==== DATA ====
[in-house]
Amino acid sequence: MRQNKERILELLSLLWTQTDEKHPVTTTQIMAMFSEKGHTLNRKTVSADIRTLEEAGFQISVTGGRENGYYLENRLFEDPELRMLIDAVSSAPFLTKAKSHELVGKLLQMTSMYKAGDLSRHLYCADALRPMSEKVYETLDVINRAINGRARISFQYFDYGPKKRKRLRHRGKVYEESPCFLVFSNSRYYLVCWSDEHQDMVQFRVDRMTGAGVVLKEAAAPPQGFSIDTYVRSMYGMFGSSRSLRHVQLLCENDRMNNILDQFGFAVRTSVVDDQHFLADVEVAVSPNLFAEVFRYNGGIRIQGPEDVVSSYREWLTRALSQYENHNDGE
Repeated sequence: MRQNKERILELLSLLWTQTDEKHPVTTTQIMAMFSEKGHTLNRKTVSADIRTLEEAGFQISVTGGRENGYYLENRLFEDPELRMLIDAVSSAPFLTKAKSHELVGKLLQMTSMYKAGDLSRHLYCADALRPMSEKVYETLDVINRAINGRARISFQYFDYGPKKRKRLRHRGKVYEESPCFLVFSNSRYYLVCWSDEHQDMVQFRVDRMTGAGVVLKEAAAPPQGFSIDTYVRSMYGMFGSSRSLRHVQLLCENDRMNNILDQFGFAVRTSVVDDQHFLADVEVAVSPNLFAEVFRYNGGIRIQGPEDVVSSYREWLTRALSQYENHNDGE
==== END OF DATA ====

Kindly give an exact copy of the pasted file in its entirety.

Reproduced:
[in-house]
Amino acid sequence: MRQNKERILELLSLLWTQTDEKHPVTTTQIMAMFSEKGHTLNRKTVSADIRTLEEAGFQISVTGGRENGYYLENRLFEDPELRMLIDAVSSAPFLTKAKSHELVGKLLQMTSMYKAGDLSRHLYCADALRPMSEKVYETLDVINRAINGRARISFQYFDYGPKKRKRLRHRGKVYEESPCFLVFSNSRYYLVCWSDEHQDMVQFRVDRMTGAGVVLKEAAAPPQGFSIDTYVRSMYGMFGSSRSLRHVQLLCENDRMNNILDQFGFAVRTSVVDDQHFLADVEVAVSPNLFAEVFRYNGGIRIQGPEDVVSSYREWLTRALSQYENHNDGE
Repeated sequence: MRQNKERILELLSLLWTQTDEKHPVTTTQIMAMFSEKGHTLNRKTVSADIRTLEEAGFQISVTGGRENGYYLENRLFEDPELRMLIDAVSSAPFLTKAKSHELVGKLLQMTSMYKAGDLSRHLYCADALRPMSEKVYETLDVINRAINGRARISFQYFDYGPKKRKRLRHRGKVYEESPCFLVFSNSRYYLVCWSDEHQDMVQFRVDRMTGAGVVLKEAAAPPQGFSIDTYVRSMYGMFGSSRSLRHVQLLCENDRMNNILDQFGFAVRTSVVDDQHFLADVEVAVSPNLFAEVFRYNGGIRIQGPEDVVSSYREWLTRALSQYENHNDGE